“An in-house engineering firm was a must-have. Having in-house engineering allows us to innovate, optimize designs and makes us more competitive.” Oscar Orduno, President, Oscar Orduno, Inc.
Oscar expanded his company further in 2018 by adding Orduno Design Services, LLC, an in-house design and engineering entity.
“An in-house engineering firm was a must-have,” Oscar says. “Having in-house engineering allows us to innovate, optimize designs and makes us more competitive.”
Water is one of the most challenging obstacles a company like Oscar’s can face, and the common theme in two of his most difficult projects to date. A new Austin-based Google building was one (see “Signature Projects” sidebar for more details), and the other was a Dallas project where his crew encountered unforeseen water.
“Nobody knew water would be there,” Oscar says. “The wall started to move as we were building it. For something like that, the remediation is very complicated. When something starts going bad, you’re reacting, and it has to be fast. That was Thanksgiving weekend in 2017. We jumped on it with our engineering and operations team and had to work through the holiday to come up with the right solution, but we got it done and completed the project successfully.”
“Those jobs are the ones that push you to the next level,” he adds. “They make you better or they break you. This unified our company, brought us closer together and we knocked it out.”
Oscar saw a slowdown in business with the onset of COVID-19, which had a big impact on U.S. construction in its first three to four months. Since then, however, infrastructure work has picked up tremendously, he says, with highway projects being awarded all over the state.
“We have lots of new infrastructure projects scheduled to start in the next two to three months,” Oscar adds. “We still have lots of commercial projects on hand, but by the first of next year, infrastructure will overtake it.”
A New Home
There is one project Oscar is particularly anxious to get started—a new headquarters for Oscar Orduno, Inc. Currently, the company leases its office space in Las Colinas and maintains its shop facilities in Saginaw, about 30 miles apart. Recently, Oscar purchased a 10-acre piece of land in Grand Prairie, where he will build his company’s new home.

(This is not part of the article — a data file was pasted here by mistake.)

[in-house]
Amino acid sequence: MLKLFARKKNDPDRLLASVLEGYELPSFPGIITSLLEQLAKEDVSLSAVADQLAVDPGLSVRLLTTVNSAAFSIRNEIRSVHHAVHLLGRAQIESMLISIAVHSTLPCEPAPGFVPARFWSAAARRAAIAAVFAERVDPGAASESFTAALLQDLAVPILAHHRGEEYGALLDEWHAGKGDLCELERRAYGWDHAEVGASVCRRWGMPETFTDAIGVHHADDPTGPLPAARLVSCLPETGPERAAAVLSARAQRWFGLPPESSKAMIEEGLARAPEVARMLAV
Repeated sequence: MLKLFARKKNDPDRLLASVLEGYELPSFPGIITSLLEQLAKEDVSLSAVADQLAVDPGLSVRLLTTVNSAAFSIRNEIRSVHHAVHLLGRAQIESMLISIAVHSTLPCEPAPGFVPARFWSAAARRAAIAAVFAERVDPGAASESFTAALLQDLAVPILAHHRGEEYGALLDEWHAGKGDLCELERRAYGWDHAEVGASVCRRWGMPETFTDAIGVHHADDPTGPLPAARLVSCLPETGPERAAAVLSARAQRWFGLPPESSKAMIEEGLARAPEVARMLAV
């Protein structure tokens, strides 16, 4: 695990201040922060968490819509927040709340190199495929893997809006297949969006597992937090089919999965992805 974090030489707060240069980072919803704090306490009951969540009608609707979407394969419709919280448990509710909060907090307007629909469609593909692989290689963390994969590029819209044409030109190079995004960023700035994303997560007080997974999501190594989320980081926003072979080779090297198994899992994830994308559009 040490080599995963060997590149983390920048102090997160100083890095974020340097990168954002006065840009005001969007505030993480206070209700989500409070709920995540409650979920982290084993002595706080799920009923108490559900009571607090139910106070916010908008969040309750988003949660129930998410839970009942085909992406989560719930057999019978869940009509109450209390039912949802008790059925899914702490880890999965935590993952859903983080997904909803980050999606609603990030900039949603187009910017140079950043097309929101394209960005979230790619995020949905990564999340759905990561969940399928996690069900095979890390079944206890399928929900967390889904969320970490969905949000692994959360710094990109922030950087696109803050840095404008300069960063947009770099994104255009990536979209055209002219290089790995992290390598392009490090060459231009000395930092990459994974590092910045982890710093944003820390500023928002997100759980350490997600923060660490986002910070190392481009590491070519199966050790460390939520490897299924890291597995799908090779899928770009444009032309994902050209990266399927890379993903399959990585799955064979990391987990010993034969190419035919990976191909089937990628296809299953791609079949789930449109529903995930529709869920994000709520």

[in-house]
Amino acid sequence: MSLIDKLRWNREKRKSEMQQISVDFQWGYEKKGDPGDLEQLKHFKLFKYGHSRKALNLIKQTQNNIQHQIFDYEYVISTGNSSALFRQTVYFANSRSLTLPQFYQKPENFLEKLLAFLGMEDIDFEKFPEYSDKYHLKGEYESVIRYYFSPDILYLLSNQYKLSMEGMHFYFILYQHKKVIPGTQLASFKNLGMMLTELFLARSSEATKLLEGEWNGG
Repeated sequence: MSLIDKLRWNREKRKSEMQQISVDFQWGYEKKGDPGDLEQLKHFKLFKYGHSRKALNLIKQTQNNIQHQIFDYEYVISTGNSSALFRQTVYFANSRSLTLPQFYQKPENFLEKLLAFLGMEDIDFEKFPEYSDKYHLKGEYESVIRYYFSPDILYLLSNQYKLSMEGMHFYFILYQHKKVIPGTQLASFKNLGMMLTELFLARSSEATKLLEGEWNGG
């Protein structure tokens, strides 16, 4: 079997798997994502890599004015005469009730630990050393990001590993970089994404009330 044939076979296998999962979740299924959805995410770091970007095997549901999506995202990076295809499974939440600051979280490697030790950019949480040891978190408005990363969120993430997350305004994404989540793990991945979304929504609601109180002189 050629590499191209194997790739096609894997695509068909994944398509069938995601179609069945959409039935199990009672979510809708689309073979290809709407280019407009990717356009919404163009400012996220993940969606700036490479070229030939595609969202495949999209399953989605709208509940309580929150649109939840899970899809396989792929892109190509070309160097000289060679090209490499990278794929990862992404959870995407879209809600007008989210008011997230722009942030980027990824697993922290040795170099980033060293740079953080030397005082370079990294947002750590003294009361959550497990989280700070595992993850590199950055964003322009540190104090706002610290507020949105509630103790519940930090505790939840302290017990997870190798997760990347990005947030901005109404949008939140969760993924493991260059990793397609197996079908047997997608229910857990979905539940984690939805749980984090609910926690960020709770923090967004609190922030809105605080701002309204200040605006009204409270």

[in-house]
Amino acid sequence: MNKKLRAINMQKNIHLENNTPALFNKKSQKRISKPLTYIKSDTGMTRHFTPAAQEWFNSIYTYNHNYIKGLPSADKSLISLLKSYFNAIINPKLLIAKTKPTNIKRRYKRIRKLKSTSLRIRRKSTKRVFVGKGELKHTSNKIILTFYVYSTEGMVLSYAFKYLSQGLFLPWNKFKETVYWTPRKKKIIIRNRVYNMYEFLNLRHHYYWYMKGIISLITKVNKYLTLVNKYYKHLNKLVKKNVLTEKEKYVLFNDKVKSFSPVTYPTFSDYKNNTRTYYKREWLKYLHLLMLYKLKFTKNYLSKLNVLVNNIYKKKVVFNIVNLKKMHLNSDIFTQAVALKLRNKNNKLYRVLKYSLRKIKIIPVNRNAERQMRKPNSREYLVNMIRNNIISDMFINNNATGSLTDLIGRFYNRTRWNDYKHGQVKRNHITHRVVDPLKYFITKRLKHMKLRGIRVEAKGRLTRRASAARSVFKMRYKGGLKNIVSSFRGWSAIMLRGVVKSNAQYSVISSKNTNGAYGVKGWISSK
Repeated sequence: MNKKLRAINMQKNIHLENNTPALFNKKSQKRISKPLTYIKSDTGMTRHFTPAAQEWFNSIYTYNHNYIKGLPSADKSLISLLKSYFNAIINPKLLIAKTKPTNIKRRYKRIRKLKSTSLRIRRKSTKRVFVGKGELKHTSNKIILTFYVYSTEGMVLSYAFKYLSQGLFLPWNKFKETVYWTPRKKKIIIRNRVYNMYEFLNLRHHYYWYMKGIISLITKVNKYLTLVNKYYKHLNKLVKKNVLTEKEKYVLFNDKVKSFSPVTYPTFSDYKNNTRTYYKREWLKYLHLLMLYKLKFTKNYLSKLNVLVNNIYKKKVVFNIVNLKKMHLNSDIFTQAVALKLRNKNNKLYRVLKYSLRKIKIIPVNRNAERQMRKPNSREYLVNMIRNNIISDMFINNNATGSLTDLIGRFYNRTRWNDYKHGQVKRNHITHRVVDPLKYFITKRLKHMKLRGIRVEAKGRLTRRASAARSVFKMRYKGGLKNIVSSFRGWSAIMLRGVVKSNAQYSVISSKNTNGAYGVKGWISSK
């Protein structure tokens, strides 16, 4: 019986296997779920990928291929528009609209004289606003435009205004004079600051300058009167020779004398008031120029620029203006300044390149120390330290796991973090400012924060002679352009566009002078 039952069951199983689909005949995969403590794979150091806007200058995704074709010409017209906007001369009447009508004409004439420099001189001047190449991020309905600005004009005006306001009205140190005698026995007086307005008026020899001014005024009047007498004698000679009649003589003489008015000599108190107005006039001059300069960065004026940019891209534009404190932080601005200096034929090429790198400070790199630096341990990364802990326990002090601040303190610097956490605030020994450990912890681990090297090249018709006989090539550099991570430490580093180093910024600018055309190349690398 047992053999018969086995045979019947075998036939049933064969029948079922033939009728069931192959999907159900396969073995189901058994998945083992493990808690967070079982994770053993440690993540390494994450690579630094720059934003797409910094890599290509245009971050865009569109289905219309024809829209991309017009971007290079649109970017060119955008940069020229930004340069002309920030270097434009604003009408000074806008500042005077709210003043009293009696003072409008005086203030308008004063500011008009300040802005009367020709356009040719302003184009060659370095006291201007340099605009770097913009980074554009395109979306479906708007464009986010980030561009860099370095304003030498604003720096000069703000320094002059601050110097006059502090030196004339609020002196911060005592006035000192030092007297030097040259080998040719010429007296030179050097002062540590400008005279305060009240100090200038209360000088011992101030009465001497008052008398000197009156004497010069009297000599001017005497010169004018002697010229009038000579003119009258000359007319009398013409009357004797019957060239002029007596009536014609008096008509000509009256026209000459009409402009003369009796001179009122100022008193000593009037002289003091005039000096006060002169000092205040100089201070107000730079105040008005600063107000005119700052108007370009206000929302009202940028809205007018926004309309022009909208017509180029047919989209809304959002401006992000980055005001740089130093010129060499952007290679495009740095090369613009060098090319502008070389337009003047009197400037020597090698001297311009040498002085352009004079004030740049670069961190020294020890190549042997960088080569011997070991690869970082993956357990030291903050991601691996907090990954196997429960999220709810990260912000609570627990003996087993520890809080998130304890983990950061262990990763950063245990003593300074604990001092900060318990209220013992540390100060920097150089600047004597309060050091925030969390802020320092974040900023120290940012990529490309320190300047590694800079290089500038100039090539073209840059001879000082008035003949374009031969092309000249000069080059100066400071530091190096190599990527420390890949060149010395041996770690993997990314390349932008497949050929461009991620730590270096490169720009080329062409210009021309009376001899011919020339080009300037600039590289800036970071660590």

“We have the plans and permits ready to go,” Oscar says. “This piece of land used to be part of a golf course. We designed a modern office building where the clubhouse was, plus a big industrial building for shop operations. We were about to start construction in March, but when COVID-19 happened, we hit the brakes. We’re eager to get it going. When it’s complete, we’ll have about 30,000 square feet of space combined.”
Oscar is quick to share credit for his success with his clients and business contacts, with his employees, and with his partnership with The Blue Book Network. When his company was just getting started, he says The Blue Book Network was a huge help in putting the name forward, and the networking opportunities provided an invaluable resource to meet other contractors and find potential opportunities.
“Sometimes we get calls from companies I don’t know that find us through Blue Book,” Oscar says. “They’ve not only helped us find contracts, but helped contractors find us. The work we do is very specialized. General contractors that are new to the area don’t know who to call, but Blue Book puts them in touch with us.”
Oscar is still in his 30s; recently, he was honored with inclusion in the Dallas Business Journal’s “40 Under 40” list for 2020. That youth gives him a long view as to the future of his company. “I’m not shy about taking this company out of Texas,” Oscar says. “We’ll do another push and we’ll take it to another level somewhere else. We’re still very young. We’re going to achieve a lot of things. I’m not eager to be really, really big. But we have potential and we have time.”